Following her death, then UK prime minister Gordon Brown was moved — or more likely briefed — to describe her as “a courageous woman in both life and death”. This is how things had changed by then. How television, celebrity and the media had changed. How British society had changed.
And the agents of that change at a time when social media was still wriggling in its infancy were Jade Goody and the red-top media, engaged in an ongoing dance, literally to the death, of vilification, exploitation, manipulation and, eventually, collusion and counter-manipulation.
It’s all recounted in Rob Coldstream’s three-part series Jade: The Reality Star Who Changed Britain, which began on Channel 4 last night and continues for the next two Wednesdays. This is not like you imagined it would be. Anyone tuning in expecting a facile celebration of Goody’s life — the Heat magazine version of history — will be surprised. Anyone choosing not to tune in for the same reason would be wise to reconsider.
This is a serious documentary that uses Goody’s rollercoaster life as a prism through which to look at a bigger story of class, politics, massive cultural shifts, media degeneration and the polarising effect of reality television on British society. It’s alternately riveting and repellent.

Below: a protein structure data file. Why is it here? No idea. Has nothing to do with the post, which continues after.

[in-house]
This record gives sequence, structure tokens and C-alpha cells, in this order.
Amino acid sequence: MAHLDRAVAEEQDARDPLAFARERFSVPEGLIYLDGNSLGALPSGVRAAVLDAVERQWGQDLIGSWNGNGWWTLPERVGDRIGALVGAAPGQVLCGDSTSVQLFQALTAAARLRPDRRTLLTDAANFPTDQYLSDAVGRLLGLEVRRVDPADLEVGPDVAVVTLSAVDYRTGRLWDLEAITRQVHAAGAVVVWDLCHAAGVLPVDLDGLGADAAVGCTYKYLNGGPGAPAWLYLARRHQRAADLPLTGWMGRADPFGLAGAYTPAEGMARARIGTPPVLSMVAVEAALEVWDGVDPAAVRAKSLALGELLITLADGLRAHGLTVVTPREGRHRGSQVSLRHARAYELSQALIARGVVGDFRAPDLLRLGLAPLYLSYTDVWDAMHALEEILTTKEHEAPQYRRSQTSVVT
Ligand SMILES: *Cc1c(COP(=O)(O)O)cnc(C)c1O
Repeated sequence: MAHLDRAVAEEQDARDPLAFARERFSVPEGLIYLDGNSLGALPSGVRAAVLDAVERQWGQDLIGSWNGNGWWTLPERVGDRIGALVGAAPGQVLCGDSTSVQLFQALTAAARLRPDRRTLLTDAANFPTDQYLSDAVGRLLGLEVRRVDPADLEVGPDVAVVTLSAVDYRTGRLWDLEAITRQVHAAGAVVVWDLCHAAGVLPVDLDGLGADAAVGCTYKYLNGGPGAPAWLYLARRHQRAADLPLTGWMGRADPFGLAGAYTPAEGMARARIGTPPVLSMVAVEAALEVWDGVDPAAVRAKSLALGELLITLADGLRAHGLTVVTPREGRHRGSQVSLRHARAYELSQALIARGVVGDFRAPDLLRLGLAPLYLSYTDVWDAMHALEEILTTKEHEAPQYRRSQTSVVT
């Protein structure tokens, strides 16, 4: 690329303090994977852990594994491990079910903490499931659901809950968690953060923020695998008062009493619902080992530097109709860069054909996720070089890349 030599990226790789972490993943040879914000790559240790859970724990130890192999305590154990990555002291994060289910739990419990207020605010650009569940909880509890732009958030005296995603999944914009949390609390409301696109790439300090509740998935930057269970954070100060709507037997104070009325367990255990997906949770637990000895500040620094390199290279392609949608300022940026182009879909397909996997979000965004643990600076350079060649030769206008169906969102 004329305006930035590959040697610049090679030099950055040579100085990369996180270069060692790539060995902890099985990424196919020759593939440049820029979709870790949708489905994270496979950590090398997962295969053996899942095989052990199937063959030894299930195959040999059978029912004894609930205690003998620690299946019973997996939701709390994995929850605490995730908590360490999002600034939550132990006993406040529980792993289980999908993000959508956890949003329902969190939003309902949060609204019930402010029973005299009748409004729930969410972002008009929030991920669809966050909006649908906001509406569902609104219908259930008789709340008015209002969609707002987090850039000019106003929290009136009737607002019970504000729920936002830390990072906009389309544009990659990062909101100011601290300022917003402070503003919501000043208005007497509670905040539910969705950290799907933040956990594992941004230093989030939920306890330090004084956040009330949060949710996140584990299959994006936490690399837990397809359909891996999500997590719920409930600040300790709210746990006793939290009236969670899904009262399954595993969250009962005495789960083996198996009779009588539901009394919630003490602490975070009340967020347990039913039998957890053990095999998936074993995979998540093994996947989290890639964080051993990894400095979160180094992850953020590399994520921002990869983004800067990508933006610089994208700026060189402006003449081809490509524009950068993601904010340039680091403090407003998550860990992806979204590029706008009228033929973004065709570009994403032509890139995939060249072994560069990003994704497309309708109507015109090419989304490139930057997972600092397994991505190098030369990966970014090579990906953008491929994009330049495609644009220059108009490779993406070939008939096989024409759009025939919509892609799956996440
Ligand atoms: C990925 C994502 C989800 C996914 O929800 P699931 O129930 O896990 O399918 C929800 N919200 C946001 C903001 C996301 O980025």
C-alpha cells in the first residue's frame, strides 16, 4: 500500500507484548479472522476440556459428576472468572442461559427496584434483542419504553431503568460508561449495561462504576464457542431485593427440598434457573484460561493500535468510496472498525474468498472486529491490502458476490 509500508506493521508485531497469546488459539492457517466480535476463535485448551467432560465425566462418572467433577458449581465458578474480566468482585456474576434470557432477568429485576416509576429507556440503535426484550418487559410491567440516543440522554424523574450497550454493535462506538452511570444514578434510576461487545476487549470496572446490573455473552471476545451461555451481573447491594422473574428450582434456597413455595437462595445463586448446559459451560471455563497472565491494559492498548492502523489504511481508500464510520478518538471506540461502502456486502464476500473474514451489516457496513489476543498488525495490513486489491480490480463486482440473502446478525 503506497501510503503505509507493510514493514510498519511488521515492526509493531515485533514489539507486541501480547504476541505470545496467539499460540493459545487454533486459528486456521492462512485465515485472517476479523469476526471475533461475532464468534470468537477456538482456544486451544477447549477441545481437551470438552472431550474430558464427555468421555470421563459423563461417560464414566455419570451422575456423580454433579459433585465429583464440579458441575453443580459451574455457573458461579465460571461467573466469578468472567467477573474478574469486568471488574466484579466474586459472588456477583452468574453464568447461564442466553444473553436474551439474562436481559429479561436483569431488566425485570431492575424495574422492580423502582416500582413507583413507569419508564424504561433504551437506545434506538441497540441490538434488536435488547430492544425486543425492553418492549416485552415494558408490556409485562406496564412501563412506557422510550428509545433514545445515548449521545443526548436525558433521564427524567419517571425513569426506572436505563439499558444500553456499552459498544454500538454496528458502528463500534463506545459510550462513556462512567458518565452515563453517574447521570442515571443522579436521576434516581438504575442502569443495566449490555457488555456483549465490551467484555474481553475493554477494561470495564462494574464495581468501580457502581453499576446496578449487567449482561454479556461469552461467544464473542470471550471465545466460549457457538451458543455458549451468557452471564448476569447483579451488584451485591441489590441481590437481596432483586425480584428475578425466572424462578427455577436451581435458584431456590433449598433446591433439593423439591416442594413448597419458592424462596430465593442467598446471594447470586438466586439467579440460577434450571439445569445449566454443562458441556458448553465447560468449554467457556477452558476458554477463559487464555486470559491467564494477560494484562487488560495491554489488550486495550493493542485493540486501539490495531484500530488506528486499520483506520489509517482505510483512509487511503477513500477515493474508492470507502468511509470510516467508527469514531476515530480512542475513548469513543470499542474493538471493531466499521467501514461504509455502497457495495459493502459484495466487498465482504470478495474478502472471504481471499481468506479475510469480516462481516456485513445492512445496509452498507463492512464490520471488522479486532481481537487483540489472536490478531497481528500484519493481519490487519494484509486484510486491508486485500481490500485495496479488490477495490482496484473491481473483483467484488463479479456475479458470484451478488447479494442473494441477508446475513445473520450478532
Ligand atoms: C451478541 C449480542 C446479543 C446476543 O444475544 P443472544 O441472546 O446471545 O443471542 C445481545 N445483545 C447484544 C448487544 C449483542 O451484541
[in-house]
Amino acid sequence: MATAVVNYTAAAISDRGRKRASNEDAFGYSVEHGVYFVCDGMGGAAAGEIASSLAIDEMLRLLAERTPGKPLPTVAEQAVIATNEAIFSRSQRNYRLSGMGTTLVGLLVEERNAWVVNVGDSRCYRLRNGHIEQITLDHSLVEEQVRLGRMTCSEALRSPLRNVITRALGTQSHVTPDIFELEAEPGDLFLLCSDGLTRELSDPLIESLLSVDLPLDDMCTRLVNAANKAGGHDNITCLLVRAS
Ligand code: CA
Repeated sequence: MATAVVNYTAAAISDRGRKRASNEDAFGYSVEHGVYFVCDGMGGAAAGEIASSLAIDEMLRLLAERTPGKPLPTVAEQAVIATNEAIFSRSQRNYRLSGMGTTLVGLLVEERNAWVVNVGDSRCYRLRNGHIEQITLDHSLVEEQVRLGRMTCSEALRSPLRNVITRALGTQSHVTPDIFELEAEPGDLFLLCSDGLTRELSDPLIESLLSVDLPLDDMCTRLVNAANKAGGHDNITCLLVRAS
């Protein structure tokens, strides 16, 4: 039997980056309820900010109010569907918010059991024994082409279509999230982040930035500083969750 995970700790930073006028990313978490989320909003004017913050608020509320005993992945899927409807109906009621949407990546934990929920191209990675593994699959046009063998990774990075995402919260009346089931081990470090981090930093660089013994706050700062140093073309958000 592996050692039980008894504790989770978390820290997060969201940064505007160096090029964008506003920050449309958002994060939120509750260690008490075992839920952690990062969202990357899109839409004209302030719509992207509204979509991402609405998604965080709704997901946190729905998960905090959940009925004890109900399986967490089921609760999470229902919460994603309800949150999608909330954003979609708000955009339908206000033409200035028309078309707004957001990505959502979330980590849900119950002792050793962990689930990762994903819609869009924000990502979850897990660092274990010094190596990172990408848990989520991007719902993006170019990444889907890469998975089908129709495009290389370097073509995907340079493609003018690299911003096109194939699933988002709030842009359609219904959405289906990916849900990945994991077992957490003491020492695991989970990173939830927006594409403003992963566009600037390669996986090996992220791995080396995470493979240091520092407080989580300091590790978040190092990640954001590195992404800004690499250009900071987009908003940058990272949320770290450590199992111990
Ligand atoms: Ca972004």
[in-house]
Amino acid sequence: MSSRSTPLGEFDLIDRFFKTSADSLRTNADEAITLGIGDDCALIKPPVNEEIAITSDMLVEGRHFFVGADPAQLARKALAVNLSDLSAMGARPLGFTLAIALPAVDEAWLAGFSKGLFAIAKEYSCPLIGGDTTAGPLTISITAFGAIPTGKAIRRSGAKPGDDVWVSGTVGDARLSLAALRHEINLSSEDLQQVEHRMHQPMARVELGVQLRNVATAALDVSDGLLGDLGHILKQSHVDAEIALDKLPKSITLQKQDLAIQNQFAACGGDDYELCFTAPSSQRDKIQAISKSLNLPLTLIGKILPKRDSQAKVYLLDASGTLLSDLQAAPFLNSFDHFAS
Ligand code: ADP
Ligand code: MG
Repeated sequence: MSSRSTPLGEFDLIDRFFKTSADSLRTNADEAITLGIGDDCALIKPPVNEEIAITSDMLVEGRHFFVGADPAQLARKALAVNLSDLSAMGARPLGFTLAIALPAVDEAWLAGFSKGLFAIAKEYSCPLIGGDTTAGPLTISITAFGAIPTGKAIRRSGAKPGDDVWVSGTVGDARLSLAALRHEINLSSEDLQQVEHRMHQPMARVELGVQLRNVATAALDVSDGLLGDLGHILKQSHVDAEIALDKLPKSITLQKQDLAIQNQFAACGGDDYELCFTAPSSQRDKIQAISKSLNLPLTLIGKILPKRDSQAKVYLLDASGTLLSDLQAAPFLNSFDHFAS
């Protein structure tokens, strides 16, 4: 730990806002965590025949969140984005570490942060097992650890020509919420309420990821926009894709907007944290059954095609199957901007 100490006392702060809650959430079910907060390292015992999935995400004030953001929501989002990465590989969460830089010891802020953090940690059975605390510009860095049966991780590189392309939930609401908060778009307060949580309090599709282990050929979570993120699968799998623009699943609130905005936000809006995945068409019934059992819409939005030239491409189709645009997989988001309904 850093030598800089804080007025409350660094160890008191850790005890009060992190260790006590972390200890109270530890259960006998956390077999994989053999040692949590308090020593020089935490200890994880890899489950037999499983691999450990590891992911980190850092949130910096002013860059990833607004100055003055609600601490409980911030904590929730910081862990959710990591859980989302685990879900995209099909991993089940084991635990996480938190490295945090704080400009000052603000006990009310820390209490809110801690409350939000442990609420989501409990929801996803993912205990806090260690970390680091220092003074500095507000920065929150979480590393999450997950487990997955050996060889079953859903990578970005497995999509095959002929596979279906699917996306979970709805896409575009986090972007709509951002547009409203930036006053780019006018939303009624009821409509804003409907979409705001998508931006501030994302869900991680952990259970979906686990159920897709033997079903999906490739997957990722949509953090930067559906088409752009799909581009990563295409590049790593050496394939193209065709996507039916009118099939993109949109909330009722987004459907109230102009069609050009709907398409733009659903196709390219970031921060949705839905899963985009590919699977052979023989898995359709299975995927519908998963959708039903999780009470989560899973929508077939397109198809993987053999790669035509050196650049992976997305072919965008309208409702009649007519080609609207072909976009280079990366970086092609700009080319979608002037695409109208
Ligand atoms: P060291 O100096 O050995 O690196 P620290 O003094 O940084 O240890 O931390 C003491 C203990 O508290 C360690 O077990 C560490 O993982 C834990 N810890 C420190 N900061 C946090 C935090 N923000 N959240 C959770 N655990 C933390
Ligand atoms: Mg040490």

There’s a gallery of talking heads: Goody’s mother Jackiey (that’s how she spells it) Budden; Jeff Brazier, her former boyfriend and the father of her two children; former Big Brother presenter Davina McCall; an assortment of newspaper hacks, paparazzi and agents; some of her fellow housemates and a clutch of Channel 4 production types.
Other than McCall, who’s compassionate, none of the people interviewed — and least of all the TV and media people — come out of it with much credit.
“Jade didn’t go into Big Brother for fame, you know, she went in to get away from me,” says Budden, a physical wreck from years of drug abuse. When she talks about how she and her fellow addict husband, who walked out on them early on, would casually shoot up heroin while their daughter was present, and how Jade was adept at rolling her a spliff when she was five, you can almost believe it.
Like a lot of stories, it begins near the end with Goody, bald because of her cancer treatment, in her white wedding dress, hovering over her domain in a helicopter paid for by the magazine, and then flips back to 2002.
“She had that fingernails-on-a-blackboard thing, but you couldn’t not watch her,” says Big Brother executive producer Ruth Wrigley. “She totally delivered. The viewers hated her. She was too loud, too much.”
Which, of course, made her perfect fodder for the show — especially when she displayed her apparent ignorance. She thought “East Angular” was in another country, that Rio de Janeiro was a person, that Portugal was a place in Spain, and that people in America didn’t speak English.